Unless you have a skin condition like acne, rosacea, or psoriasis, you may not have considered participating in a dermatology research study. But even if you have healthy skin, you could still be an essential part of a clinical trial!

How do scientists tell if a treatment is effective?

Of course, monitoring how it affects people with a given skin condition is one aspect, but observing a control group of healthy skin subjects helps them better understand the best treatment options too.

What is a healthy skin research study?

A healthy skin research study is a separate clinical trial for people with healthy skin who act as controls in the overall study. For example, when testing a new treatment for acne, a scientist would want to check one group of people with acne and one group of people without acne.

Are clinical trials safe?

Yes! In all of our dermatology research studies, you are under the care of board-certified dermatologists.

If you’re still on the fence about whether to participate or not, here’s a list of reasons why you should consider enrolling in a healthy skin study.

Why You Should Consider Enrolling In A Health Skin Study


1. You’ll play a vital role in advancing medical research.

Clinical trials are an important part of bringing the latest scientific research to the patients who need it. Clinical trials allow the U.S. Food and Drug Administration to determine if a treatment is successful, and FDA approval helps get that treatment widely available to the public.

“The process of identifying drugs, devices, or treatments that should be developed, funding and conducting the development, and putting the therapy in the hands of clinical investigators is the essence of translational research,” explained Dr. Henry N. Spotnitz, George H. Humphreys II Professor of Surgery at Columbia University College of Physicians & Surgeons. Without clinical trials, there would be no new medical treatments, and without study participants, there would be no clinical trials.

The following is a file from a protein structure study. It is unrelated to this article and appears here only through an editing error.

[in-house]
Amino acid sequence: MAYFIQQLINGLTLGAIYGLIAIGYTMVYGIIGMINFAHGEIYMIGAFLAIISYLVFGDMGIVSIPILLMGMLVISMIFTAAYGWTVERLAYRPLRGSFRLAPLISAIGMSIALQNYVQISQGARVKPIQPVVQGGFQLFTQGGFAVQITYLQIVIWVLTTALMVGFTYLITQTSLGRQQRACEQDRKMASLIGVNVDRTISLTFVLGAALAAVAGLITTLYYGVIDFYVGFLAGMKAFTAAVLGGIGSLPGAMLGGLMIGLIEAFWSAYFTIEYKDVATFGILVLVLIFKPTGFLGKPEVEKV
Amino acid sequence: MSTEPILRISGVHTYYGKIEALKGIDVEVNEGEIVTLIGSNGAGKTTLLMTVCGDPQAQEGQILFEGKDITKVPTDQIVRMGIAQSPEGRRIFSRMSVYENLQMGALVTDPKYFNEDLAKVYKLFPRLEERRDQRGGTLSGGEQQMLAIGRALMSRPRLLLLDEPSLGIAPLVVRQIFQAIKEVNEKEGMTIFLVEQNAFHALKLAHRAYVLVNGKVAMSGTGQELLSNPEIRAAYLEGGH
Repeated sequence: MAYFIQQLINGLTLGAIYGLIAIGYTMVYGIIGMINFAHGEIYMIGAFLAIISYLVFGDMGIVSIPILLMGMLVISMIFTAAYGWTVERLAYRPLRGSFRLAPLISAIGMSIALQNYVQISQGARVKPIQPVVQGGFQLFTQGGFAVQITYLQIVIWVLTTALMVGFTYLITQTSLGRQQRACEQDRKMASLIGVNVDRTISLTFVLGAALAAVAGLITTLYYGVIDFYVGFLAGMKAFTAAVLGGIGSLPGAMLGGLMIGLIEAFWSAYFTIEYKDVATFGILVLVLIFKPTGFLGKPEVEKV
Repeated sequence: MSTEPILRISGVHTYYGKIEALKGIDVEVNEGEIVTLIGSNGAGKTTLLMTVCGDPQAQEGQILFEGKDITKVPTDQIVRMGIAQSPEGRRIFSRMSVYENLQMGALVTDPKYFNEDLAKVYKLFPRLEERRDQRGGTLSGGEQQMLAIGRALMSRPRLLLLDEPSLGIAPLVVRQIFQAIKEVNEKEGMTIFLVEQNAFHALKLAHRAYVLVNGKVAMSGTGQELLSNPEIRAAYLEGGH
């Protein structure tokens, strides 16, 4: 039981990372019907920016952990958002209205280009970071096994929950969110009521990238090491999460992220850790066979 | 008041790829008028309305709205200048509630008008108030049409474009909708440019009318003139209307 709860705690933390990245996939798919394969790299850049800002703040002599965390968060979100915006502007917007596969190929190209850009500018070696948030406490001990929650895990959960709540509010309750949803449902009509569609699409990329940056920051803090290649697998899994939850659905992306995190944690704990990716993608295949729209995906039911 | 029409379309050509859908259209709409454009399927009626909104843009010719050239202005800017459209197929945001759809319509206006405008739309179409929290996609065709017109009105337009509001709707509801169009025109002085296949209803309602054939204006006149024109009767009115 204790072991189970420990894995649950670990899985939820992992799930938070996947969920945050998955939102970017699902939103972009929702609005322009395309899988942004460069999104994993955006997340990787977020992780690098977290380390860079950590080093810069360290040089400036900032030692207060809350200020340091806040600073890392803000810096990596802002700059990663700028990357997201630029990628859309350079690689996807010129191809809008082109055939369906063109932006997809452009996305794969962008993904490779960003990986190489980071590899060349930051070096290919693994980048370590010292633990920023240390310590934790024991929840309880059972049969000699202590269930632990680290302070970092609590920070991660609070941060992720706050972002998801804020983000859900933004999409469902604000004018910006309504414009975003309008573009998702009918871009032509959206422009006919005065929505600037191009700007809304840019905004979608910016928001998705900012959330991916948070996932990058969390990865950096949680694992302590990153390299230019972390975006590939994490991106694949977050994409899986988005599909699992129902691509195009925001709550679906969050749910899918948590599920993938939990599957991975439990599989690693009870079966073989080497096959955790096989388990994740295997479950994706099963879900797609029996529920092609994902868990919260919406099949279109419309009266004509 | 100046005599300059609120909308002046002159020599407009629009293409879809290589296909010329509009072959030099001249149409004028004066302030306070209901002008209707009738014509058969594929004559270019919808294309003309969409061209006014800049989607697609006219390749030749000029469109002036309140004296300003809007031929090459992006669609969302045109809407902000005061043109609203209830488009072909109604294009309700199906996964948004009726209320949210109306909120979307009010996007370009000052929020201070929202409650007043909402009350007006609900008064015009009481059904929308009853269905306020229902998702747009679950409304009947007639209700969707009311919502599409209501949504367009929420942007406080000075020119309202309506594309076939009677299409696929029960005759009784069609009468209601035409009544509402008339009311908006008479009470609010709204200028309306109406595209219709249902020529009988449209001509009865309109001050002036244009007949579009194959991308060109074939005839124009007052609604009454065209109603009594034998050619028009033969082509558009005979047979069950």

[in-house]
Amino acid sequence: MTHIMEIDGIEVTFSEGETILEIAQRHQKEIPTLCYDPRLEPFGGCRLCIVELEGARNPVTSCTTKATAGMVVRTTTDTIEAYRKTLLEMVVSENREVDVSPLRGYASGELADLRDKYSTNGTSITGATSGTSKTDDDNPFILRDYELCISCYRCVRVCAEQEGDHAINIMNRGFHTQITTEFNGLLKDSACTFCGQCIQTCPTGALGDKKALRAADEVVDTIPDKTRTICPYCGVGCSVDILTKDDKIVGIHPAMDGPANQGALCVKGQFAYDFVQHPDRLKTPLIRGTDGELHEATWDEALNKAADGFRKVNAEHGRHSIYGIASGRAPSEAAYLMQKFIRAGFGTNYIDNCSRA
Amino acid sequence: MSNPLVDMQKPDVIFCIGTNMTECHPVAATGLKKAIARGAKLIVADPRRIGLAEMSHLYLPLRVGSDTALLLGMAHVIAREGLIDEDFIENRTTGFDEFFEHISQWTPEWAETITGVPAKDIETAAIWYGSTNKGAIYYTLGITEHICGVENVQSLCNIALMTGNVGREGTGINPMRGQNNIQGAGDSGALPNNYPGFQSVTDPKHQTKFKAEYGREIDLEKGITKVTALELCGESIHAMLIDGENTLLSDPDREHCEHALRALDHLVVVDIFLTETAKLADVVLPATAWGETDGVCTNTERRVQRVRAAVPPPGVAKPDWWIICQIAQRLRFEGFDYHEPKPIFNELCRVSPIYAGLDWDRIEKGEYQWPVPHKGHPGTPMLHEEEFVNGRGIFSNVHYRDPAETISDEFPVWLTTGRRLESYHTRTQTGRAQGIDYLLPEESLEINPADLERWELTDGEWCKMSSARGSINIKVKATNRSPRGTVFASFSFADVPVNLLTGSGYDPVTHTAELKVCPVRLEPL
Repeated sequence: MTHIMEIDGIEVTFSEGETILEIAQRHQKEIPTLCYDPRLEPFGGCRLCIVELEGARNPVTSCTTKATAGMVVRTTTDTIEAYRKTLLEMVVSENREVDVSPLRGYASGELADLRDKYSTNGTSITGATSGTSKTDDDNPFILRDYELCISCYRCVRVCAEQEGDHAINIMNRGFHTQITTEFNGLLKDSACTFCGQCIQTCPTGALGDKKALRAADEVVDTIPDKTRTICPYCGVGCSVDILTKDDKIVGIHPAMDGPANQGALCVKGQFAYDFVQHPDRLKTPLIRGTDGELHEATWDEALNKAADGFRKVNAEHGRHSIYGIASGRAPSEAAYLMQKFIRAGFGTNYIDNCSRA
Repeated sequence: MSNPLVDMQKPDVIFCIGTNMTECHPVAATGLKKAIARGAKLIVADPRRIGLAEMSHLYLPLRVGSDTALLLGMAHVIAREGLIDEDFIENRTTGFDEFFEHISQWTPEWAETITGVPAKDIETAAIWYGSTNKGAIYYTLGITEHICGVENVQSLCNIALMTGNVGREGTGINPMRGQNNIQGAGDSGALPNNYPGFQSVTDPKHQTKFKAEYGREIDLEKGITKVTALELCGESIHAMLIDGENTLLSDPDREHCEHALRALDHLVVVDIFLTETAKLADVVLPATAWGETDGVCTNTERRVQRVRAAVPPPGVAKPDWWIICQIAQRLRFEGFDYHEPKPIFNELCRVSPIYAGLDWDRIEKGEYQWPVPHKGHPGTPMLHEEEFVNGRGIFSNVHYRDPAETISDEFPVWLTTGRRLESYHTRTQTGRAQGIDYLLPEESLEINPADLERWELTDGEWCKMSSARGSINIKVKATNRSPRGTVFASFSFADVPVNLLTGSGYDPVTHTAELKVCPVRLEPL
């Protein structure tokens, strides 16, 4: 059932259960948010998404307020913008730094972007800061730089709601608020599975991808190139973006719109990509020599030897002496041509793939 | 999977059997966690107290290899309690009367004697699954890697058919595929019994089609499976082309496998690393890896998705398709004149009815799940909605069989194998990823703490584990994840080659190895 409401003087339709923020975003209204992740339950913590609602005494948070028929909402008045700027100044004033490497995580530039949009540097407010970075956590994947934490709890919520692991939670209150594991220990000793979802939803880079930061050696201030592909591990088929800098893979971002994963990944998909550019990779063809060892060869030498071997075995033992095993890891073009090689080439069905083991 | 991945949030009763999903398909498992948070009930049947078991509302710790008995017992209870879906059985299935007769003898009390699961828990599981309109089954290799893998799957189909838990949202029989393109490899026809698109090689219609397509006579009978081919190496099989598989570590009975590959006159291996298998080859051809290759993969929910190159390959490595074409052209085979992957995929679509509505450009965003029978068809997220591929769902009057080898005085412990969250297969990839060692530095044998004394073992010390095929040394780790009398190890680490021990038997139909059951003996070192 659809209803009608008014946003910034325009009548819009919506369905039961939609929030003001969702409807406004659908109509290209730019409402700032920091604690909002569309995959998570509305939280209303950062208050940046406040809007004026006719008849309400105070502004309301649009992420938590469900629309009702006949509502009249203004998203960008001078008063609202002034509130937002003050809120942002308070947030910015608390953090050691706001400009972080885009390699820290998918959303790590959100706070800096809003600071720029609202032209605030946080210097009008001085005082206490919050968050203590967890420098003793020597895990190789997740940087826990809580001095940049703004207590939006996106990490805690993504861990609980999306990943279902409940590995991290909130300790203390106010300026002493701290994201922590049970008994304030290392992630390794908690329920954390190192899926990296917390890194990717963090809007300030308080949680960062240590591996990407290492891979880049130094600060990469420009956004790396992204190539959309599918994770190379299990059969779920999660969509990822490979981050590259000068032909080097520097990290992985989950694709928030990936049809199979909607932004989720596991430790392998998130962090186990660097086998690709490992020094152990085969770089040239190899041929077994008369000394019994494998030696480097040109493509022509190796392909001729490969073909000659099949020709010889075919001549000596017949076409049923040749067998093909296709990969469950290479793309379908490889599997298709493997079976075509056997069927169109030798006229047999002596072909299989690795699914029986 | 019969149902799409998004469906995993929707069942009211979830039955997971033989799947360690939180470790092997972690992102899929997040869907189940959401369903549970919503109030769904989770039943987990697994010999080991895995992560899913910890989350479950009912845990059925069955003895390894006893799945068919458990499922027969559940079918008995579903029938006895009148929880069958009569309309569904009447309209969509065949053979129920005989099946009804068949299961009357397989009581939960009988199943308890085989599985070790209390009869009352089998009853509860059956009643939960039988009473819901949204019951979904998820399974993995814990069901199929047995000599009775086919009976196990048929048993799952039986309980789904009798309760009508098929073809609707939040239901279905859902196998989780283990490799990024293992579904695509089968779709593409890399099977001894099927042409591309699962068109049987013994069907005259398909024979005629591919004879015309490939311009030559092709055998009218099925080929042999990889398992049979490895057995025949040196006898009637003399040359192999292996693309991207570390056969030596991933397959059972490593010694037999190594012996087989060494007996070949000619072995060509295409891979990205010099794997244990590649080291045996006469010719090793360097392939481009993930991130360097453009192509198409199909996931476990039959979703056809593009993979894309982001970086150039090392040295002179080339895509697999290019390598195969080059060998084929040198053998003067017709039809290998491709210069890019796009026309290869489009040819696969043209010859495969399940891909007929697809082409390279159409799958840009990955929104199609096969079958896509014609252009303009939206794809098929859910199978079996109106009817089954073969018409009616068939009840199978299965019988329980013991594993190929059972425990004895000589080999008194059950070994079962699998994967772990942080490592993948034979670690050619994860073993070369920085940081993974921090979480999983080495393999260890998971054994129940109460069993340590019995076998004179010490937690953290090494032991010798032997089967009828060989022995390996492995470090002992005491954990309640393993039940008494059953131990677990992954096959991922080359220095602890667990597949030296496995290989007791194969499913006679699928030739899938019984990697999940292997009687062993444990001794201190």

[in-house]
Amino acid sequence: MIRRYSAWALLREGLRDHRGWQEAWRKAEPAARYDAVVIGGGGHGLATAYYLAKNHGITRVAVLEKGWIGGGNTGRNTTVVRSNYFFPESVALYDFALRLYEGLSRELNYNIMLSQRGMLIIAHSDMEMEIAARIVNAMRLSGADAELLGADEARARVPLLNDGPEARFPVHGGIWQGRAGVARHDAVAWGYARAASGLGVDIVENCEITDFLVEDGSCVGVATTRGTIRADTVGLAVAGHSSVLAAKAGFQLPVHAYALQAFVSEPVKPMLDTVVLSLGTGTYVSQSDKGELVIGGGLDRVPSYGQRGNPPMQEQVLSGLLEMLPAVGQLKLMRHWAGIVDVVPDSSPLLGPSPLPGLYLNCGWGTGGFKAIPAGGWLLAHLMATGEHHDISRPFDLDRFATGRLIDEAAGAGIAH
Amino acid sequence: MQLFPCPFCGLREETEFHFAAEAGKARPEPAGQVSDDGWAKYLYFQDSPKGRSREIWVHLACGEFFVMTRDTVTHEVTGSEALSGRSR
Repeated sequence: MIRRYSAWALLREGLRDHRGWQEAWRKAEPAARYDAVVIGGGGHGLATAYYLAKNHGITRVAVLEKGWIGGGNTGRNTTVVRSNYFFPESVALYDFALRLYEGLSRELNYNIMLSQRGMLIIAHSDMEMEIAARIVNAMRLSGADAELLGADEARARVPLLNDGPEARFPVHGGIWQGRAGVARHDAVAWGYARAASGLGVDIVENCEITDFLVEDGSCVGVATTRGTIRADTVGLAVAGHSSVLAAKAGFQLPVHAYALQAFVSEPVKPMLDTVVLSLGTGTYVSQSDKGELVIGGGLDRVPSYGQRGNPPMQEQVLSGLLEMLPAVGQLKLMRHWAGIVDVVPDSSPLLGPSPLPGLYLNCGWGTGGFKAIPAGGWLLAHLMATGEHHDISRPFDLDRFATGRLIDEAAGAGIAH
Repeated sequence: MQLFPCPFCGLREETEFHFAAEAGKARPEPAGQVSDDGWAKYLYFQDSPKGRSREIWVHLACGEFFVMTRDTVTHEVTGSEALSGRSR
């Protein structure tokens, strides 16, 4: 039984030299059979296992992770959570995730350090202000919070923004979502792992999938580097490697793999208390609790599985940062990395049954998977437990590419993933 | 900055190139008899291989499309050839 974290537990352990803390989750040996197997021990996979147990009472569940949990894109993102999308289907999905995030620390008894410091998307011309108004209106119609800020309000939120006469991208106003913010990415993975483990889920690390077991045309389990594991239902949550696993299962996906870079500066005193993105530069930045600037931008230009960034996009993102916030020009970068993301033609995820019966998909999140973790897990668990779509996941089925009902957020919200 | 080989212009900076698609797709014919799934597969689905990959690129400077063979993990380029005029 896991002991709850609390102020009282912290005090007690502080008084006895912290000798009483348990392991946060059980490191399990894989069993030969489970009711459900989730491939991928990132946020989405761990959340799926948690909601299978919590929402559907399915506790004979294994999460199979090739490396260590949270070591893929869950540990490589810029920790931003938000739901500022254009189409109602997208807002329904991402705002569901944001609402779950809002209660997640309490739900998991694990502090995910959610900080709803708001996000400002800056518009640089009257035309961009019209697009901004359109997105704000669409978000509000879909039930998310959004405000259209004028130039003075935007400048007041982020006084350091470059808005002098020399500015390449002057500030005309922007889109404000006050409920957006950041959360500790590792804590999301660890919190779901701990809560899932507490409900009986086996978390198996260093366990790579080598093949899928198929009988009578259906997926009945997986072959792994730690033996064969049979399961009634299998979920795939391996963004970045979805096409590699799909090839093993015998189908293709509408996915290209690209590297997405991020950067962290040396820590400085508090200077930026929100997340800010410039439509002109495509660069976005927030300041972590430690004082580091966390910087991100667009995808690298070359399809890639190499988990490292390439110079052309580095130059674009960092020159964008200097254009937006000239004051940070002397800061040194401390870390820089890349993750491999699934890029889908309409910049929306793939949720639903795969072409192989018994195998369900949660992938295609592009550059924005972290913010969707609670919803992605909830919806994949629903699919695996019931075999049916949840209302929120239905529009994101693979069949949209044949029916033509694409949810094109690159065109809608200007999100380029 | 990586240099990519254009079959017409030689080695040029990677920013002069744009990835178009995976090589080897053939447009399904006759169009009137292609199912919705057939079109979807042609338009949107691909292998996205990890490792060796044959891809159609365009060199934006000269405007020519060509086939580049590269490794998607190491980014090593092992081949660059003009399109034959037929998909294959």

2. You’ll reap the benefits of helping other people.

As anyone who has ever donated blood, given money to a cause, or helped out a neighbor in need knows, doing a good deed makes you feel good too. According to a 2013 study by BMC Public Health, volunteering had favorable effects on depression, life satisfaction, and well-being.

According to Psychology Today, “there is now neural evidence from fMRI studies suggesting a link between generosity and happiness in the brain.” Being generous makes the person who is receiving your generosity feel better, and the effects warm the helper’s mood as well.

DermResearch conducts a wide variety of clinical studies to test potential treatments for conditions such as acne, rosacea, and psoriasis. According to the American Academy of Dermatology Association, these conditions affect more than 73 million Americans annually, which means participating in a research study helps move research forward to find treatments that could improve the lives of millions of people who may be struggling with skin conditions.

3. You could even make money!

We appreciate the fact that study participants take time out of their busy lives to help us find treatments, and it’s important for us to recognize you for your time. When you help us move medicine forward, you could earn some cash for time and travel in return.

We also offer bonuses for participants who refer others to future research studies. If you know someone who might be interested in participating in a healthy skin study (or any of our clinical research trials), you could receive a $250 referral bonus!

With over 20 years of experience serving the Austin, Texas community, DermResearch is a leading dermatology research center specializing in paid clinical trials helping to find treatments for a variety of skin conditions, including healthy skin research studies. If you’re interested in participating in an upcoming research study but have questions, please contact our office so a member of our team can provide more information.

Sources: UNC School of Medicine, Alliance for Aging Research, Columbia Surgery, American Academy of Dermatology Association, BMC Public Health, Psychology Today